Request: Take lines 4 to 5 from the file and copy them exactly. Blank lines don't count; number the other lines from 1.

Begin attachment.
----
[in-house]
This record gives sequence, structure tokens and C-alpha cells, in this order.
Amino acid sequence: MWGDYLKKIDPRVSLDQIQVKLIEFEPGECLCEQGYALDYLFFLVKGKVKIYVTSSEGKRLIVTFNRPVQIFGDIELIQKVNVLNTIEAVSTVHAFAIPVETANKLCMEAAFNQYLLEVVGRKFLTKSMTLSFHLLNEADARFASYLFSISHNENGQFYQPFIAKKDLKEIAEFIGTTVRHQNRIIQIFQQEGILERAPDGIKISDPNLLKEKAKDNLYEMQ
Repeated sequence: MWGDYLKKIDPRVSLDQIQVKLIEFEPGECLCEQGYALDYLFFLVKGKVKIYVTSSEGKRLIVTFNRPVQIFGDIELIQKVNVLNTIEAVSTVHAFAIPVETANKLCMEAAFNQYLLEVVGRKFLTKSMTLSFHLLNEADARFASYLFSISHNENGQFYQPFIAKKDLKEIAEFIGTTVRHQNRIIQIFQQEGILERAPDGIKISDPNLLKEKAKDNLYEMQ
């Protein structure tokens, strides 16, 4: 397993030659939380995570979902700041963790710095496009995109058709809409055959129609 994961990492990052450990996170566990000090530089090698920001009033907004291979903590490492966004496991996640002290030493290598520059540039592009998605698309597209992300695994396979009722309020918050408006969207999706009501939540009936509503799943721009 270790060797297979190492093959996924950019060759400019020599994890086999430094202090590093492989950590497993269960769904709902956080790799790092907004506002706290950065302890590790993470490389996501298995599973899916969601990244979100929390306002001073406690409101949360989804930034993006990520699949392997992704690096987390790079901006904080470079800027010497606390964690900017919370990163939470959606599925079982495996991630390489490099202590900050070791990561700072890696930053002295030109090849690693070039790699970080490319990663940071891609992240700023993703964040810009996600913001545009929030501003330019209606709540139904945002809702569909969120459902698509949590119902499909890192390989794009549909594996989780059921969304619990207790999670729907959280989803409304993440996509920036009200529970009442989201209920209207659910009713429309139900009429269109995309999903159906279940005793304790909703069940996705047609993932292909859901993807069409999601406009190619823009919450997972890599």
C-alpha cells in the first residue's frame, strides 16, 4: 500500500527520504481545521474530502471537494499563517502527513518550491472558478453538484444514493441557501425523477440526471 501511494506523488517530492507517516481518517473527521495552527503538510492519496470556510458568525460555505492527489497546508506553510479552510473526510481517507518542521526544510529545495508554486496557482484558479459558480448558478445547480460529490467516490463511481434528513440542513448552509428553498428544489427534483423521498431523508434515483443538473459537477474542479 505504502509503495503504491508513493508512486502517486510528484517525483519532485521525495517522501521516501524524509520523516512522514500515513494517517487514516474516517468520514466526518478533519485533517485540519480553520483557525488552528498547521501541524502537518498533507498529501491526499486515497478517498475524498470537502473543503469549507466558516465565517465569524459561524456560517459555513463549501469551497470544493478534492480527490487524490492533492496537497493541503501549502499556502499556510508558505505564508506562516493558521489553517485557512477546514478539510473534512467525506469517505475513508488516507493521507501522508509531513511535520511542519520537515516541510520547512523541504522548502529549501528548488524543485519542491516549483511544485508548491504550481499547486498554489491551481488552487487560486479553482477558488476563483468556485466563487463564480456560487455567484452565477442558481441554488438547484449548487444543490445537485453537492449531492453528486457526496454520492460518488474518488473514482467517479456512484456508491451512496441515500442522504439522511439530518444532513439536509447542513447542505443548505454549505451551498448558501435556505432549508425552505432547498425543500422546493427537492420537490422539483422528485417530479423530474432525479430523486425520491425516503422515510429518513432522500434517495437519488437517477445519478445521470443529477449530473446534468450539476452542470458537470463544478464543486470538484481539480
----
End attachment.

Repeated sequence: MWGDYLKKIDPRVSLDQIQVKLIEFEPGECLCEQGYALDYLFFLVKGKVKIYVTSSEGKRLIVTFNRPVQIFGDIELIQKVNVLNTIEAVSTVHAFAIPVETANKLCMEAAFNQYLLEVVGRKFLTKSMTLSFHLLNEADARFASYLFSISHNENGQFYQPFIAKKDLKEIAEFIGTTVRHQNRIIQIFQQEGILERAPDGIKISDPNLLKEKAKDNLYEMQ
């Protein structure tokens, strides 16, 4: 397993030659939380995570979902700041963790710095496009995109058709809409055959129609 994961990492990052450990996170566990000090530089090698920001009033907004291979903590490492966004496991996640002290030493290598520059540039592009998605698309597209992300695994396979009722309020918050408006969207999706009501939540009936509503799943721009 270790060797297979190492093959996924950019060759400019020599994890086999430094202090590093492989950590497993269960769904709902956080790799790092907004506002706290950065302890590790993470490389996501298995599973899916969601990244979100929390306002001073406690409101949360989804930034993006990520699949392997992704690096987390790079901006904080470079800027010497606390964690900017919370990163939470959606599925079982495996991630390489490099202590900050070791990561700072890696930053002295030109090849690693070039790699970080490319990663940071891609992240700023993703964040810009996600913001545009929030501003330019209606709540139904945002809702569909969120459902698509949590119902499909890192390989794009549909594996989780059921969304619990207790999670729907959280989803409304993440996509920036009200529970009442989201209920209207659910009713429309139900009429269109995309999903159906279940005793304790909703069940996705047609993932292909859901993807069409999601406009190619823009919450997972890599």